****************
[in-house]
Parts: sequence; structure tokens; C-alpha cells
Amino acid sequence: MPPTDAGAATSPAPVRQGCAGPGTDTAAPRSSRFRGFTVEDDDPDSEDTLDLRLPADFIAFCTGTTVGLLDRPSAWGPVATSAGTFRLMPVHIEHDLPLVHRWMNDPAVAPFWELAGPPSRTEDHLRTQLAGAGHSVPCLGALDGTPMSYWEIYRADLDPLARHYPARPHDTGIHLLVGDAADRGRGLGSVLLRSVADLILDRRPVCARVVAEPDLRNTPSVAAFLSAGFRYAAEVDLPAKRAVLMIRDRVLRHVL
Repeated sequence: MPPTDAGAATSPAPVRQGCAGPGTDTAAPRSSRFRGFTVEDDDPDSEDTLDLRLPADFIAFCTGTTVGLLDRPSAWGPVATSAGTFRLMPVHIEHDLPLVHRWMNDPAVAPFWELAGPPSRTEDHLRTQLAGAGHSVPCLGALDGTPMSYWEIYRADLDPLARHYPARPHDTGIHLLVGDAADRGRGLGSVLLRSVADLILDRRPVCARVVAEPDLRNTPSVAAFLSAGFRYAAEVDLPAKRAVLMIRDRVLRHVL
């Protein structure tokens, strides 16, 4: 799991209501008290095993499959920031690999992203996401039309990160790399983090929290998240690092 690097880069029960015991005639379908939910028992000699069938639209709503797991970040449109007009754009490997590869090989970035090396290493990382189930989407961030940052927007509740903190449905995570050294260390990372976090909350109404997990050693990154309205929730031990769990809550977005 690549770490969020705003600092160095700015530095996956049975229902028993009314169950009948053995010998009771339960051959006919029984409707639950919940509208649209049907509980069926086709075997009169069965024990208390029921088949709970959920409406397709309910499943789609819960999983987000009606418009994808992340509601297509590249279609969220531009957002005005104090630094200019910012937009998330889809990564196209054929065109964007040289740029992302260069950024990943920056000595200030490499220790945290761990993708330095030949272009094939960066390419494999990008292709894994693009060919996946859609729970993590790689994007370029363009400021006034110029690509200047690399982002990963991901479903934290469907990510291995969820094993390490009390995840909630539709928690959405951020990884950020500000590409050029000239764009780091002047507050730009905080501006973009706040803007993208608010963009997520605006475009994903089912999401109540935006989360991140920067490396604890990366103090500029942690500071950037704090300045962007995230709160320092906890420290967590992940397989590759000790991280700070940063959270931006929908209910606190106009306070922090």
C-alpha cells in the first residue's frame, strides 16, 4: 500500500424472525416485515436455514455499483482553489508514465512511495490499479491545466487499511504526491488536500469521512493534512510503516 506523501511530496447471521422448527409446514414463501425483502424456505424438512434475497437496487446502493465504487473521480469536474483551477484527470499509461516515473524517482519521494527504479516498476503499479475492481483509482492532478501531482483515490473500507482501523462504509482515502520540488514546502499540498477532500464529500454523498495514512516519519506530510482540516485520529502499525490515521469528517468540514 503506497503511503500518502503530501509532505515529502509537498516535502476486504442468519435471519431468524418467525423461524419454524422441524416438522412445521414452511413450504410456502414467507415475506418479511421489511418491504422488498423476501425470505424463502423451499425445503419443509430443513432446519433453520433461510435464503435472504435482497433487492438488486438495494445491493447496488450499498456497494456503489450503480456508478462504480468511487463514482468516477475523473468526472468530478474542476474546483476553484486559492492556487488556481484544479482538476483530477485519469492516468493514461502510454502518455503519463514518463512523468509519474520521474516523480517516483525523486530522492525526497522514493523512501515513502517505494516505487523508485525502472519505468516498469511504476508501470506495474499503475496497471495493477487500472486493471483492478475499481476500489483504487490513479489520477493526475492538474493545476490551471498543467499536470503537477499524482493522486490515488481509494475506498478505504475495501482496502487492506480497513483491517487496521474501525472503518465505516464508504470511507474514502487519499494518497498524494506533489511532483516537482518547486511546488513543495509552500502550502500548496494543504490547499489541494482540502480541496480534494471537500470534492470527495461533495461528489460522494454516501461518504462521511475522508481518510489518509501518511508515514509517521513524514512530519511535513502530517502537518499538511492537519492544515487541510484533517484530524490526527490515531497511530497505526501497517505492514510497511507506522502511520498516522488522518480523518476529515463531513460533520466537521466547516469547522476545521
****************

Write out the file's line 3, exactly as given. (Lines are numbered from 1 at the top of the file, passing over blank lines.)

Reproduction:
Amino acid sequence: MPPTDAGAATSPAPVRQGCAGPGTDTAAPRSSRFRGFTVEDDDPDSEDTLDLRLPADFIAFCTGTTVGLLDRPSAWGPVATSAGTFRLMPVHIEHDLPLVHRWMNDPAVAPFWELAGPPSRTEDHLRTQLAGAGHSVPCLGALDGTPMSYWEIYRADLDPLARHYPARPHDTGIHLLVGDAADRGRGLGSVLLRSVADLILDRRPVCARVVAEPDLRNTPSVAAFLSAGFRYAAEVDLPAKRAVLMIRDRVLRHVL